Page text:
The Lonely Pine by Aaron Frisch

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There is a treeline far to the North, a point on Earth at which the harshness of climate and scarcity of sunlight and precipitation prevent trees from growing any closer to the North Pole. Trees became smaller and sparser until, finally, there are no more. The lonely pine is the world's northernmost tree. Through poetic prose and elegant illustrations, readers will travel to an inhospitable but beautiful realm, accompanying this stunted yet resilient tree as it experiences a year's worth of Arctic sights, changes, and hardships. Facing extreme isolation, brutal cold, and threats from both man and animal, will the lonely pine live on?

About Aaron Frisch

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Aaron Frisch is an editor and author who has written many nonfiction books for children and young adults. The Lonely Pine is his third Creative Editions picture book, after 2008's Dark Fiddler: The Life and Legend of Nicolo Paganini and 2010's A Night on the Range. Etienne Delessert is a renowned Swiss-American artist and author who has been creating acclaimed children's books for decades. Among his many picture book credits are I Hate to Read!, Hungry for Numbers, I Still Hate to Read!, Moon Theater, and Spartacus the Spider.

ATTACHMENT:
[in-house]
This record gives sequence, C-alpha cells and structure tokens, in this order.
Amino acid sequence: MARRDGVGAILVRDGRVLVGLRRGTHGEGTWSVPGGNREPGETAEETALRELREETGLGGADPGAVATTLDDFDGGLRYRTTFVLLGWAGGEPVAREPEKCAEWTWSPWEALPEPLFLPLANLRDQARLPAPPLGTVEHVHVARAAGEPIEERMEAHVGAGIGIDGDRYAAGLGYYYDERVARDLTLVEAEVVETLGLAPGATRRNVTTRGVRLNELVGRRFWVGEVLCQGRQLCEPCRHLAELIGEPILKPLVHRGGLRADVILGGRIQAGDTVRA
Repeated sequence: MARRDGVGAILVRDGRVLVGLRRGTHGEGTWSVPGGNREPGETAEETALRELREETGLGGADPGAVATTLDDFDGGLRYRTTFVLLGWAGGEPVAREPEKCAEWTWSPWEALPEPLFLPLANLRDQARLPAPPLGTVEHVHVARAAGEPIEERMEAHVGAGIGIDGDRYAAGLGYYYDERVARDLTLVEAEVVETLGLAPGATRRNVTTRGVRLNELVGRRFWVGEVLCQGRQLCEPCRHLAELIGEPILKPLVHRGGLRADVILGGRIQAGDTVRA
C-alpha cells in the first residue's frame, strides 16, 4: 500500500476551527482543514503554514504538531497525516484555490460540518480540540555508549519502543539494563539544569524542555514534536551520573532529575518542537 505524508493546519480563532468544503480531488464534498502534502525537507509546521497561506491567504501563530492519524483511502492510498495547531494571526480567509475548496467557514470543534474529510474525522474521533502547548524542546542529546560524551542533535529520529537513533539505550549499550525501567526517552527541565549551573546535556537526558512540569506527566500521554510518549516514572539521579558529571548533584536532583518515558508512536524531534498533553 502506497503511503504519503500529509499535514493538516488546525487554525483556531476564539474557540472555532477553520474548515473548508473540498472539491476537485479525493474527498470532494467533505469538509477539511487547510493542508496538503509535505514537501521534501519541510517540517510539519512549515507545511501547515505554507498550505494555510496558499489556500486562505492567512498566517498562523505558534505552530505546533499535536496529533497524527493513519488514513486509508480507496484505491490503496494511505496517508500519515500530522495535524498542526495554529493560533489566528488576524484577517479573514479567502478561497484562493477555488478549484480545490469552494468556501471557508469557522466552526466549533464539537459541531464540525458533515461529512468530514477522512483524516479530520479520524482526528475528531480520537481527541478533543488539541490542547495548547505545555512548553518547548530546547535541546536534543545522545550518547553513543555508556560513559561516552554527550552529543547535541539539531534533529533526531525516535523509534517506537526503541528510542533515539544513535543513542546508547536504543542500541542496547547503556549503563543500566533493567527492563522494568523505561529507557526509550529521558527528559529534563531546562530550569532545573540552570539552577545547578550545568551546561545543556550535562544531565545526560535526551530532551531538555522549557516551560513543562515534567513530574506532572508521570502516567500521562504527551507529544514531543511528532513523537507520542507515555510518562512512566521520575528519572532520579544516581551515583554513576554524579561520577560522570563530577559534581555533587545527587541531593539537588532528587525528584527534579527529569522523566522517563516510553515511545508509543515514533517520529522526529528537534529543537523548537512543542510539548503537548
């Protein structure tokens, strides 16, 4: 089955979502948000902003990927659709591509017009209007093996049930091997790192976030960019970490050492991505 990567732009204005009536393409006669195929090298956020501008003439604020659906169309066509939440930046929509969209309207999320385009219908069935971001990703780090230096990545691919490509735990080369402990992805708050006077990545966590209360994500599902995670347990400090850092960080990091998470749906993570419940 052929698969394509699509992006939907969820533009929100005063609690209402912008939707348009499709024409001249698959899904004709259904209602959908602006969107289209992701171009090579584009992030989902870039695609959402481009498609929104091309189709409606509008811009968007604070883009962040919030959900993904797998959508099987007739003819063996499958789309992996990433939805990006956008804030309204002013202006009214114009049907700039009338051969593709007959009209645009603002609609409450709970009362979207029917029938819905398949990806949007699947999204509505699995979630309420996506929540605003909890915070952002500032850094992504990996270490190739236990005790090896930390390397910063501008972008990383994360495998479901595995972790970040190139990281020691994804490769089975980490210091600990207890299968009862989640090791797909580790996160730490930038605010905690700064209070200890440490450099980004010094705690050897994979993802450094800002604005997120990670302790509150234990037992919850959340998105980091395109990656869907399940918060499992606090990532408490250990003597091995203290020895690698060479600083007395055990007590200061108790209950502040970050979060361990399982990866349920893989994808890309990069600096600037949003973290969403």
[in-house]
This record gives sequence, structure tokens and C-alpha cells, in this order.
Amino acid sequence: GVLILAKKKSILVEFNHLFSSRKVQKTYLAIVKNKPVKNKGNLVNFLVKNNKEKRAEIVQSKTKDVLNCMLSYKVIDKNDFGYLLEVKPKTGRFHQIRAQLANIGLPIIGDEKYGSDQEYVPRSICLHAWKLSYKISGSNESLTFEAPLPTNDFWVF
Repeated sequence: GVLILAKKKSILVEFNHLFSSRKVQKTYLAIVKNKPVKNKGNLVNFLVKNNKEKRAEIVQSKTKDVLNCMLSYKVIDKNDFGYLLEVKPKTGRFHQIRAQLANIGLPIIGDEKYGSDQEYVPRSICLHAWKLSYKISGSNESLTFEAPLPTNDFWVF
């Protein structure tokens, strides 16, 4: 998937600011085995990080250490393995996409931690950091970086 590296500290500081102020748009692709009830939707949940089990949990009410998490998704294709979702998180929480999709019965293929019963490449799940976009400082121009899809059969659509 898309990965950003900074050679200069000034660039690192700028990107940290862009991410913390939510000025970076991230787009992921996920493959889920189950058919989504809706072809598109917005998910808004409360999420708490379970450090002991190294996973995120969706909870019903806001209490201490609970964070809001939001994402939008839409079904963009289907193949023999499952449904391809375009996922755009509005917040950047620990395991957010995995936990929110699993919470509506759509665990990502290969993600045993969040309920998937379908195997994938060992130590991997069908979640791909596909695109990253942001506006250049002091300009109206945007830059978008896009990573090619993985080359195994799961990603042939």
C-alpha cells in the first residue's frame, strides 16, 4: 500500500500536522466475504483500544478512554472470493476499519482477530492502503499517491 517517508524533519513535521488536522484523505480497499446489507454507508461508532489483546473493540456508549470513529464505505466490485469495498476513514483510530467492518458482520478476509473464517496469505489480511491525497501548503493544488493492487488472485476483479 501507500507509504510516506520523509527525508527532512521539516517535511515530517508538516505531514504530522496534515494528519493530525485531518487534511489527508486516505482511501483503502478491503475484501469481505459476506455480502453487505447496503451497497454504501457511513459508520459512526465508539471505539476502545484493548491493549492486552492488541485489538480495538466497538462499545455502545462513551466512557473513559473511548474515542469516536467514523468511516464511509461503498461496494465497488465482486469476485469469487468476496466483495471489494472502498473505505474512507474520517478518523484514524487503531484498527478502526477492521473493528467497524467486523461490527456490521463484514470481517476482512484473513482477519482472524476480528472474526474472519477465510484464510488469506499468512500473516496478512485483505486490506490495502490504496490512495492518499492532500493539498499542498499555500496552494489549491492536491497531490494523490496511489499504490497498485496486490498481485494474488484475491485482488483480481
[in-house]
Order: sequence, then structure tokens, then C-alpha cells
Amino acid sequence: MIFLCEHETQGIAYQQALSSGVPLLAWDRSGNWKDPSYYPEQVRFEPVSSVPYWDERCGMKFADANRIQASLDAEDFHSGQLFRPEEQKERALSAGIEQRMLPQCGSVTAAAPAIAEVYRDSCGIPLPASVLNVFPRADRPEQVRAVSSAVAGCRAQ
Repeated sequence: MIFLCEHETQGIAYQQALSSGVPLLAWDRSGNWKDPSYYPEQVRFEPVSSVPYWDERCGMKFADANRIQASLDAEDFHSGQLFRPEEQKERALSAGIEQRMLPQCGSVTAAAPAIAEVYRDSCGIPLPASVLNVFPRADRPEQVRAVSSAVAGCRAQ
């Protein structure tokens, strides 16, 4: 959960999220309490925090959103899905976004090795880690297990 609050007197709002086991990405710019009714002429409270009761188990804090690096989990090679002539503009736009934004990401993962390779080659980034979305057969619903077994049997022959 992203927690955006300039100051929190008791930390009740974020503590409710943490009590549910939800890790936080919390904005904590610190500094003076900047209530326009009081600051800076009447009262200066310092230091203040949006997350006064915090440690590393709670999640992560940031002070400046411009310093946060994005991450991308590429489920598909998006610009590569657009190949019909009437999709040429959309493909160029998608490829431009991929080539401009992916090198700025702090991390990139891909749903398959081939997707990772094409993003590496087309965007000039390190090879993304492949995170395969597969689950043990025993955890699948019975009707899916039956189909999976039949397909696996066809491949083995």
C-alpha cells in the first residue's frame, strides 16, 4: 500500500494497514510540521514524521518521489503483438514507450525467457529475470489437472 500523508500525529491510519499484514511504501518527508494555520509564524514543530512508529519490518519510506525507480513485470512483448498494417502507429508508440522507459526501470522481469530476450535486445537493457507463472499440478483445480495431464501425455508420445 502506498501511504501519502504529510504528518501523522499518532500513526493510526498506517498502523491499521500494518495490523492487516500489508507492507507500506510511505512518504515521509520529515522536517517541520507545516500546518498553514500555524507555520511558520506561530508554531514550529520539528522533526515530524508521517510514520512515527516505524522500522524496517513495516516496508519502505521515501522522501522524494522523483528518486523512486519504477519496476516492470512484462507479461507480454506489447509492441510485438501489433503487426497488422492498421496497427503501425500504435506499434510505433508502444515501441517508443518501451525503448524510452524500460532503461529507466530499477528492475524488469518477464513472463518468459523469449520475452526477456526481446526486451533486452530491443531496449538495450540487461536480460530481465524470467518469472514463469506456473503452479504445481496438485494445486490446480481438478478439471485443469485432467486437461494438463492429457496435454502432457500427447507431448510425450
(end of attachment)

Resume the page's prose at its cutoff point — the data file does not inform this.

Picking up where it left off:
Published August 24, 2011 by Creative Editions. 32 pages
Genres: Nature & Wildlife, Travel, Children's Books.

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Kirkus Reviews

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Stunted, ragged and lonely, a lone pine growing above the treeline witnesses the changes that the seasons bring throughout one Arctic year—from the snowy darkness of the winter months to the snowmelt and blooming of spring, the year completes its cycle in darkness once again: “The sun retreated.

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Publishers Weekly

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Frisch (A Night on the Range) writes a free-verse tale about a year in the life of a solitary, stunted pine tree far above the Arctic tree line: “[T]he pine knew nothing of other trees./ It thought itself adequate.” Delessert (Spartacis the Spider) draws luminous portraits of the animals the ...

Oct 24 2011 | Read Full Review of The Lonely Pine

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